Traders operating small and mid-sized businesses will from today start paying a three percent tax on their sales to the Kenya Revenue Authority (KRA) following the re-introduction of the levy, which looks set to hurt enterprises struggling with low revenues.
The Finance Act 2019, which President Uhuru Kenyatta signed into law on November 7, reintroduced the turnover tax for businesses whose annual sales are below Sh5 million to boost tax collections.
The new tax takes effect today and is expected to saddle small traders, who have raised concerns about deteriorating business conditions, with additional operating costs.
It is also expected to provide the KRA, under pressure to collect additional revenue, with a fresh avenue for raising taxes from small traders, the majority of whom have not been paying State levies.
The Treasury had in 2018 dropped the turnover tax due to its poor performance as most traders failed to make revenue disclosures.
But the small traders have suffered from the modest economic activity that has cut cash flow and hit business sales.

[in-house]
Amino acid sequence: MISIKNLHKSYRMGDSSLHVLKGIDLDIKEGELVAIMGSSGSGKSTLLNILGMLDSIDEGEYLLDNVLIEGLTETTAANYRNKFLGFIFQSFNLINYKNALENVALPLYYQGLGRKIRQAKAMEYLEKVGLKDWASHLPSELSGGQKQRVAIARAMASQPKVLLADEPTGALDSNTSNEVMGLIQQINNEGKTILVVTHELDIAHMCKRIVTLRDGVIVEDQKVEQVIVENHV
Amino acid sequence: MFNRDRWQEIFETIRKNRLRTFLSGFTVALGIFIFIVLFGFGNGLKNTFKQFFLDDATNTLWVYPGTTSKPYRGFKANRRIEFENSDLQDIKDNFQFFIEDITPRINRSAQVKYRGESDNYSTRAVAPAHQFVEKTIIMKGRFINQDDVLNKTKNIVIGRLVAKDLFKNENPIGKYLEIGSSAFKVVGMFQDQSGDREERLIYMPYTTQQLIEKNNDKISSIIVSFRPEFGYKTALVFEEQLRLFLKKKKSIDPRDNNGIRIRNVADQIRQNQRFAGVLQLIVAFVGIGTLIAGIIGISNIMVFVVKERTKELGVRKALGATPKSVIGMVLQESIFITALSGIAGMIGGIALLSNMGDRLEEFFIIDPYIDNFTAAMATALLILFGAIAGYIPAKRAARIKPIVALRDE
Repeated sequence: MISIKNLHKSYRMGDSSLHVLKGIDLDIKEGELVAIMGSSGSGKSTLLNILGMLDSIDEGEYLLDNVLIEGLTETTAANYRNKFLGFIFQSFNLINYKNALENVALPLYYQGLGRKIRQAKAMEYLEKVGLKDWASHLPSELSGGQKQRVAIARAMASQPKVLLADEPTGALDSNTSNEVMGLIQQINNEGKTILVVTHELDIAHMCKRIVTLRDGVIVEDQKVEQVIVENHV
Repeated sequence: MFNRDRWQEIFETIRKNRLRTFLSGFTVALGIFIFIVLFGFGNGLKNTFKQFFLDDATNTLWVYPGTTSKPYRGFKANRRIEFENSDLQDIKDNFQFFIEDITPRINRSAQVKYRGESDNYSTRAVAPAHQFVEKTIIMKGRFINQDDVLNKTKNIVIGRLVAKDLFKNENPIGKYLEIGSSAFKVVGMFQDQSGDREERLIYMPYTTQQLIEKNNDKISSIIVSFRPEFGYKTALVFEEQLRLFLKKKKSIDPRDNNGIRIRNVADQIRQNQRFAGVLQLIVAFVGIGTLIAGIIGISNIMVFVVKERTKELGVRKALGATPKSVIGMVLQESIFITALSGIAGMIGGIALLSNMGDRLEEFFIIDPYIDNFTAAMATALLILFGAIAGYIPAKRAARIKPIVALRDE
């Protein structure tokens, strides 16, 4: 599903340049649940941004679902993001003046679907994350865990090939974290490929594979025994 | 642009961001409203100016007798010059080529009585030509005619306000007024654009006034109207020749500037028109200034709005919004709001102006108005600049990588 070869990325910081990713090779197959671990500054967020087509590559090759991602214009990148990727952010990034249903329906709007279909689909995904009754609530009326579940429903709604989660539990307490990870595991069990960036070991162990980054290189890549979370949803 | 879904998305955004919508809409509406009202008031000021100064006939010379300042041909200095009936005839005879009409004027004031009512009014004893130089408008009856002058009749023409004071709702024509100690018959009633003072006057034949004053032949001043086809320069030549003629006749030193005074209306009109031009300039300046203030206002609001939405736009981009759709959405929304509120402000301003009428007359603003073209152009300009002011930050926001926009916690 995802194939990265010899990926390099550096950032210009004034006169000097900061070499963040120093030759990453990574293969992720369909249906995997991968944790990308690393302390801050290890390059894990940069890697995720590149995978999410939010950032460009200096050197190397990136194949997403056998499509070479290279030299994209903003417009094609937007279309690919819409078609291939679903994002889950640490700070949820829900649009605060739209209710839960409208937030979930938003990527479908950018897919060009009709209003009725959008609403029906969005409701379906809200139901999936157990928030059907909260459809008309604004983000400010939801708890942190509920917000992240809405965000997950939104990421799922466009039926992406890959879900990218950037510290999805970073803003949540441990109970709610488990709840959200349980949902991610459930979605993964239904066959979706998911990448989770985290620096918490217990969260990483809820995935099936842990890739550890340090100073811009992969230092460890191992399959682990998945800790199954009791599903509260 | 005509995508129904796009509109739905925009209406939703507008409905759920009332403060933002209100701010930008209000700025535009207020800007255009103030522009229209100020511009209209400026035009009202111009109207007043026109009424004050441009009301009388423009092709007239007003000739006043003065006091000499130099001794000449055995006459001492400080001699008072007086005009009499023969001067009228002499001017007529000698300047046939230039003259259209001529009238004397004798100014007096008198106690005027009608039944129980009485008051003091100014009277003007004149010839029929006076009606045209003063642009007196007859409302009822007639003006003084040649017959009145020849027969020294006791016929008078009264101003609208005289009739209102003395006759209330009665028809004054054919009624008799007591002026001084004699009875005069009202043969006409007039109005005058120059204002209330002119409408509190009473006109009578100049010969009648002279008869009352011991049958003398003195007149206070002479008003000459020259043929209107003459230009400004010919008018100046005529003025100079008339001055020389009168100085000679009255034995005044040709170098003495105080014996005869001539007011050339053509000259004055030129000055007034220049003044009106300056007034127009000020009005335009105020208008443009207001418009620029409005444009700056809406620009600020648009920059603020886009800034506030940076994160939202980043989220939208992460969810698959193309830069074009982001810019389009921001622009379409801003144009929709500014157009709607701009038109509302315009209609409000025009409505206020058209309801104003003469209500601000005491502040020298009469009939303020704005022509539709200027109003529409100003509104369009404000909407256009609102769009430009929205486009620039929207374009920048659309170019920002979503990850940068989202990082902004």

Kenya’s economy expanded more slowly year-on-year in the third quarter of this year than in the same period in 2018 as activity proved lacklustre in various sectors including manufacturing and agriculture—which accounts for a third of economic output.
Corporate Kenya has witnessed reduced profitability that has ushered in job cuts, freezes in hiring and near stagnant wages in the race to protect profit margins.
The national and county governments have also delayed payments estimated at more than Sh100 billion owed to suppliers, forcing some to cut back operations, shed jobs or face auctioneers after failing to service their bank loans.
As a result, the amount of cash in Kenyans’ pockets has dropped to a four and half-year low with Central Bank of Kenya (CBK) data showing that money circulating outside banks dropped to Sh176.9 billion in October — the lowest since July 2015.
The effects of this has been below target collection of payroll taxes — levied on workers’ monthly pay— and which account for nearly half of KRA collections.
Corporate taxes, which come from business profits, have also been hit in an environment where a record number of firms listed on the Nairobi Securities Exchange are issuing profit warnings.
This has forced a cutback on KRA’s tax collection target for the year ending June to Sh1.7 trillion from the in
itial Sh1.81 trillion.
Collections from small traders are part of the new tax measures that are expected to boost collections and help the taxman hit the revised target.